This is an old, ongoing issue, but it makes me want to puke.
Methodist Church and GLBT
We need new language. When such vastly different, even openly hostile factions are using the the same language and source material to support their positions, it becomes meaningless. Such loaded, simplistic
terms and phrases as "I believe in God," "I am a Christian," or "I'm a
member of a Methodist church," are an invitation to misunderstanding.
As much as everyone believes their own definition is THE ONLY, INDISPUTABLE, TRUE DEFINITION it's just not so. And simply writing off your adversary as stupid, wrong, misguided, led astray by the devil, etc. doesn't help.
Consider that people who identify themselves as very "Christian" are/have been:
For peace and for war ("Just War" with God on our side!)
For racial equality, harmony and unity and slavery, segregation and genocide
Pro-Choice and Pro-Life
Anti Death Penalty and Pro Death Penalty
Welcoming and affirming of GLBT people and hatefully anti-gay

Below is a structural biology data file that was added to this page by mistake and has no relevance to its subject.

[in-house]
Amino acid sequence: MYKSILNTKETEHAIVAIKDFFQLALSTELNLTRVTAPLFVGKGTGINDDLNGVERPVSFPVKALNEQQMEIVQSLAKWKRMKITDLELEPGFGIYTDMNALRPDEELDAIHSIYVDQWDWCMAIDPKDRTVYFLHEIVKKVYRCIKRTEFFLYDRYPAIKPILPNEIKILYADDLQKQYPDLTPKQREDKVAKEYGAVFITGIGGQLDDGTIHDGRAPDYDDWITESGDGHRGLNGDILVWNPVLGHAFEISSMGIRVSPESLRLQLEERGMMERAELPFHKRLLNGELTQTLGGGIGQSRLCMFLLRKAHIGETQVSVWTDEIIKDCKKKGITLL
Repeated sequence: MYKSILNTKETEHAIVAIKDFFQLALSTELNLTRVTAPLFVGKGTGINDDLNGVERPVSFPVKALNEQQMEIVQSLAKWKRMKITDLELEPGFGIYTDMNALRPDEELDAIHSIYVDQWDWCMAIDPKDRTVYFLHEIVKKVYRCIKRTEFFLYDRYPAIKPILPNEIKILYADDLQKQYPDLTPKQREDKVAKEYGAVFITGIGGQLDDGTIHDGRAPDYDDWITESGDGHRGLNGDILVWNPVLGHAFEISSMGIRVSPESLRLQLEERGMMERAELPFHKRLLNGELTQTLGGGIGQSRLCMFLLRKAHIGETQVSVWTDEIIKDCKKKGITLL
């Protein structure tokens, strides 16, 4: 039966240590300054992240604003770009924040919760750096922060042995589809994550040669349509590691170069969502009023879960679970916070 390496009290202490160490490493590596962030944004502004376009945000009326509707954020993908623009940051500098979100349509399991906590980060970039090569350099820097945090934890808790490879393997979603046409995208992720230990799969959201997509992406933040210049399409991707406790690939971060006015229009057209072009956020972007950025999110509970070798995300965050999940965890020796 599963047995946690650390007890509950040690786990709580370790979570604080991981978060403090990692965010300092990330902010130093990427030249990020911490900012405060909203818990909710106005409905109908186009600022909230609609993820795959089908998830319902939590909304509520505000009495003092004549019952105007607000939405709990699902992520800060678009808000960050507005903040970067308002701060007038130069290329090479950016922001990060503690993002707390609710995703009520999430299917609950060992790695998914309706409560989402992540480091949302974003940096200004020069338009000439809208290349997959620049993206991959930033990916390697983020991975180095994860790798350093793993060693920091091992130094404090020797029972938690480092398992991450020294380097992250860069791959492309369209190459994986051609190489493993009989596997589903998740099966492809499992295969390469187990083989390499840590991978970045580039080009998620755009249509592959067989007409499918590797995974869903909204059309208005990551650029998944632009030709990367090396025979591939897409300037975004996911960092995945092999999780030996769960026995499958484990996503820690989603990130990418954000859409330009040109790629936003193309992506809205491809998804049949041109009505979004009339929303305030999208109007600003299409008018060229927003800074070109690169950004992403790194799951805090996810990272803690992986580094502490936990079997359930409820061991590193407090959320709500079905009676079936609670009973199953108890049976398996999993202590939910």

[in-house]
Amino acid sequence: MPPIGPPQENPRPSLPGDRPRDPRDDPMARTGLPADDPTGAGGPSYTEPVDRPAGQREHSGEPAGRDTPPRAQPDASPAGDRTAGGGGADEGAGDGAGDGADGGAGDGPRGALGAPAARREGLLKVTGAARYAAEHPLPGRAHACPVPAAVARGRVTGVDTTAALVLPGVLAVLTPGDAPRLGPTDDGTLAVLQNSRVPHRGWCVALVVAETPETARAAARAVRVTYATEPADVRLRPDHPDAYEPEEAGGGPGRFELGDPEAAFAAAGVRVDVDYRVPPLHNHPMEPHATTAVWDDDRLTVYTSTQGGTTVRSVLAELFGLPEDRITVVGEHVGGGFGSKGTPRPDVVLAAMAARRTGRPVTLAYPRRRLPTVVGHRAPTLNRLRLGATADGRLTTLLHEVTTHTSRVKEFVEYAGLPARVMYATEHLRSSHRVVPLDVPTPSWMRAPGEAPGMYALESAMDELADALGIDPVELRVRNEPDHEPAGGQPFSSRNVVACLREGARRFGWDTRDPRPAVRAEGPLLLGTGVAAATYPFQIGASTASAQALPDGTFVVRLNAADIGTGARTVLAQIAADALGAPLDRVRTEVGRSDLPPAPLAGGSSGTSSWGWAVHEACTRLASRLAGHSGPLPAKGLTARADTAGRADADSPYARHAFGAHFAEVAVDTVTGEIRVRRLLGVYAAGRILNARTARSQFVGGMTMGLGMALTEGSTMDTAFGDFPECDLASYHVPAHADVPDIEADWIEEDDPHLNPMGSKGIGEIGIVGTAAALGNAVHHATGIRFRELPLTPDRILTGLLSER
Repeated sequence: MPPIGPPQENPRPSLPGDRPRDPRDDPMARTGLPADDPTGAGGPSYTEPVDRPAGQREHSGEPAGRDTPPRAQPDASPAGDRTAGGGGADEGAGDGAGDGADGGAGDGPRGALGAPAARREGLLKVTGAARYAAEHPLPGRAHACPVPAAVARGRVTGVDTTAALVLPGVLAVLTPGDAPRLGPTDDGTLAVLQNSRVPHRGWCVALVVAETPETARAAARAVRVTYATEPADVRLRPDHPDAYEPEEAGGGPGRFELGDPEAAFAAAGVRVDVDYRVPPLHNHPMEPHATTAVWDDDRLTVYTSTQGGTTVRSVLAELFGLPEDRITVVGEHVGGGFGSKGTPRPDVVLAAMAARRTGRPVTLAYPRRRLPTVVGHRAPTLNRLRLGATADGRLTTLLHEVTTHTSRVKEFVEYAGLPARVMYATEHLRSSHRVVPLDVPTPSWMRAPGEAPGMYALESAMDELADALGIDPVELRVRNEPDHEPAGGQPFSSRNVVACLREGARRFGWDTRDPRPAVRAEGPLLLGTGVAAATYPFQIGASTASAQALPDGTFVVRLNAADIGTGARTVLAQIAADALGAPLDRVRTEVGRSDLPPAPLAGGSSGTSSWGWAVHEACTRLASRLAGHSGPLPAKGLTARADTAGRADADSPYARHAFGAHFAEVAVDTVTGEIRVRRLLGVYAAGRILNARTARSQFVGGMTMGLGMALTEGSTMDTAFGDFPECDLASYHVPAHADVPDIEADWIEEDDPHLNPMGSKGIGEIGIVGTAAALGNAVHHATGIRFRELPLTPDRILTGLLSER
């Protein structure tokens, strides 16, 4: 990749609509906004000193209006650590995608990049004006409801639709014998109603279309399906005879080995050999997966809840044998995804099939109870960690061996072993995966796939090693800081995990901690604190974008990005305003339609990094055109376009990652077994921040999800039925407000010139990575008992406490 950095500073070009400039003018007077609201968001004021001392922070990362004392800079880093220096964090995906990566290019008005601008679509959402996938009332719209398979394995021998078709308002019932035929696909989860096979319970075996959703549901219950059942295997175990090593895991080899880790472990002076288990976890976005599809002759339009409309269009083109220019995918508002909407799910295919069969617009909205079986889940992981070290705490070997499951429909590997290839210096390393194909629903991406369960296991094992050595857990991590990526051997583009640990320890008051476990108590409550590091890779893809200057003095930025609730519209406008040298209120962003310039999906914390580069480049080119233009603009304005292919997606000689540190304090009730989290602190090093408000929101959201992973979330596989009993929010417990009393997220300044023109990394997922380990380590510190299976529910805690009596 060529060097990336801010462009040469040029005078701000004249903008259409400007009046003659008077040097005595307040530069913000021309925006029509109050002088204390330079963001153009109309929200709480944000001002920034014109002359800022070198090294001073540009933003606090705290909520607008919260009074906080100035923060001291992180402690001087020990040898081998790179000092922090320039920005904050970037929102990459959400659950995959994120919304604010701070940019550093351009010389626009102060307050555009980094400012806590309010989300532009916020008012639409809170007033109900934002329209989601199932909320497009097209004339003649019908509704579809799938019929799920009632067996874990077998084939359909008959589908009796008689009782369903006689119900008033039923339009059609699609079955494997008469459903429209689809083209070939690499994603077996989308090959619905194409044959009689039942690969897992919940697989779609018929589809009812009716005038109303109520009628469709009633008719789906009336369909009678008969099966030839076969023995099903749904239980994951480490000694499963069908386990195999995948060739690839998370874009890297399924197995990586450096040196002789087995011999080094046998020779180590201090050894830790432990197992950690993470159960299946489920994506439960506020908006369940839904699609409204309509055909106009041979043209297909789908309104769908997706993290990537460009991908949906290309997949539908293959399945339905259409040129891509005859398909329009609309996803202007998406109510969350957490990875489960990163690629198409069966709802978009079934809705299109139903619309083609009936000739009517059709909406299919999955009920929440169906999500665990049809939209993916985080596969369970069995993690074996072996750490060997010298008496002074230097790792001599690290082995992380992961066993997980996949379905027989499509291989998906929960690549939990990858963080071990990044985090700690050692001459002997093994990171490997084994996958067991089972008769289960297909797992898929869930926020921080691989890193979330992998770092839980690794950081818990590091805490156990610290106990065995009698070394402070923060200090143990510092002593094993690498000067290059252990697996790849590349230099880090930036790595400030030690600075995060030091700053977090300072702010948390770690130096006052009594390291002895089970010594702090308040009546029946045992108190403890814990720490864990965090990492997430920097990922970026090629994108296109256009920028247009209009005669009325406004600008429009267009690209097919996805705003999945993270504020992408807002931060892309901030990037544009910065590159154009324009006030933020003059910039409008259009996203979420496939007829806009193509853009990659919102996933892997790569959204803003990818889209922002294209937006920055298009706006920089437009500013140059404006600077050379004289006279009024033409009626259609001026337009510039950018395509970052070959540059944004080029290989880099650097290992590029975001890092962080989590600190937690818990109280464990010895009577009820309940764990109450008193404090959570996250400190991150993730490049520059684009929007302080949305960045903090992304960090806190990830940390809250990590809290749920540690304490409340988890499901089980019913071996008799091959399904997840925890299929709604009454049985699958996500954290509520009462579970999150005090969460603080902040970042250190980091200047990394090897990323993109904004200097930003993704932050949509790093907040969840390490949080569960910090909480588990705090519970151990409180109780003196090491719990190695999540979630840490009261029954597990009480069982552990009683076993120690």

Environmentalists and Deregulation industrialists
Saying "I'm a Christian and I believe in God," to someone who is sensitive to all the horror and injury caused in the name of God and Christianity, is like calling yourself a clansman to an African American: "I'm in the KKK, but I'm not one of those fundamentalist, idiot KKKers. I'm not racist, or anti-semitic or homophobic, and I'm committed to non-violence. And all TRUE KKK members share my beliefs."
When I tally up all the good that has resulted primarily from religious motivation, (As apposed to compassionate secular humanists, who just happen to organize through a church) and weigh it against all the harm that has resulted from religion being (mis)used to justify and sanction behavior ranging from cruelty and disrespect all the way to atrocity, I know that I need a new language to talk about my understanding of the primary creative principle and unifying force, and my obligation concerning relation to my fellow inhabitants of the world.
PLEASE: Don't reply with a defense of a position one way or the other by quoting scripture. Both sides do it, both sides can argue about context, interpretations, translations, the merits of a fundamentalist, literal interpretation and the rationale for believing in an evolving gospel and co-creationism. I've heard it. I get it. I don't care to debate it. Feel free to pray for me if you must. I appreciate your good intentions.
P.S. I'm not singling out Christians. Jews and Muslims certainly have their own problems with disputed interpretations. I'm just talking about my own experience.
The song book at Walker Church contains this brilliant song by member Howard Krantz. It's called "Bye Bye Jesus"
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